Heart health; There are many myths surrounding the health of your heart. Read on to see if you've got your finger on the pulse; THE FACTS VS THE FICTION.
Coronary heart disease is the country's leading killer
FALSE Dementia's overtaken coronary heart disease (CHD) as Britain's biggest killer but cardiovascular disease (CVD), the umbrella term for heart and circulatory diseases, still causes an average of 435 deaths every day.
CHD is the most common type of cardiovascular disease
TRUE In the UK, around 2.3 million people are living with CHD (when coronary arteries narrow due to a fatty build-up). It's responsible for nearly 70,000 deaths each year and although 60% living with CHD are male, it kills more than twice as many women in Britain as breast cancer.
Most deaths from CHD are caused by a heart attack
TRUE Each year, around 200,000 hospital visits in Britain are due to heart attacks but statistics are improving. Back in the 1960s, more than seven out of 10 heart attacks were fatal, now at least seven out of 10 people survive.
There's no difference between a heart attack and cardiac arrest
FALSE A heart attack happens when there's a sudden loss of blood flow to a part of the heart muscle. A cardiac arrest happens when the heart stops pumping blood around the body. Although a heart attack can result in cardiac arrest, they are two different things.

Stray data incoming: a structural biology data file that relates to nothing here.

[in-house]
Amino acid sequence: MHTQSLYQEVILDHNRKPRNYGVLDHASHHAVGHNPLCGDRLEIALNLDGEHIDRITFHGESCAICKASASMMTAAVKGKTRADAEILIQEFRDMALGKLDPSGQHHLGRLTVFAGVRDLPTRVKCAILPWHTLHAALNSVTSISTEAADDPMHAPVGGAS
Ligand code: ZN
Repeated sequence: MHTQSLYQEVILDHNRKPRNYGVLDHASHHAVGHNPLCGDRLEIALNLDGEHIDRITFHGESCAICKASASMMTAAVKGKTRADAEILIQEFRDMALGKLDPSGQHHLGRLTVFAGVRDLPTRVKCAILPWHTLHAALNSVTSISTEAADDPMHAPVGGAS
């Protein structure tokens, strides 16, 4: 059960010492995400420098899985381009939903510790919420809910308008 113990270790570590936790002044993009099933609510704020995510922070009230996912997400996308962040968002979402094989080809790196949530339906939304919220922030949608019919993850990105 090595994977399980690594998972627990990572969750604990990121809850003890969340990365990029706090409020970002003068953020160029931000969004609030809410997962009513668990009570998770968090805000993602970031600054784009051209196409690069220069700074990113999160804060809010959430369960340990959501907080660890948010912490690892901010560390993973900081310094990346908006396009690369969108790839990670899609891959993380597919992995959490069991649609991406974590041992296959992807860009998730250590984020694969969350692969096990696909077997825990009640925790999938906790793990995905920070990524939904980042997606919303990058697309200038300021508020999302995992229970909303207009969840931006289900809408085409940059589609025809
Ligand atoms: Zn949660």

You'd know if you were having a heart attack
FALSE Most people associate a heart attack with severe chest pain, "but there are lots of symptoms, such as pain that travels down your arms or to your jaw," says Philippa Hobson, senior cardiac nurse at the British Heart Foundation. "You may feel light-headed, breathless and sick. If you suspect a heart attack, ring 999. The longer the delay, the more the damage."
You shouldn't exercise after a heart attack
FALSE The heart's a muscle that benefits from exercise so it's important to start exercising as soon as you can, but pace yourself and take medical advice, advises Hobson. "For most people, walking is fine to start with. Aim to do a total of 150 minutes a week at moderate intensity."
Cold weather can be detrimental to heart health
TRUE British Heart Foundation-funded research has revealed during cold spells of three days or more, heart attacks and strokes are almost twice as likely. "A drop in temperature causes arteries to constrict, which could raise blood pressure and pulse rate - putting additional strain on the heart," says Hobson.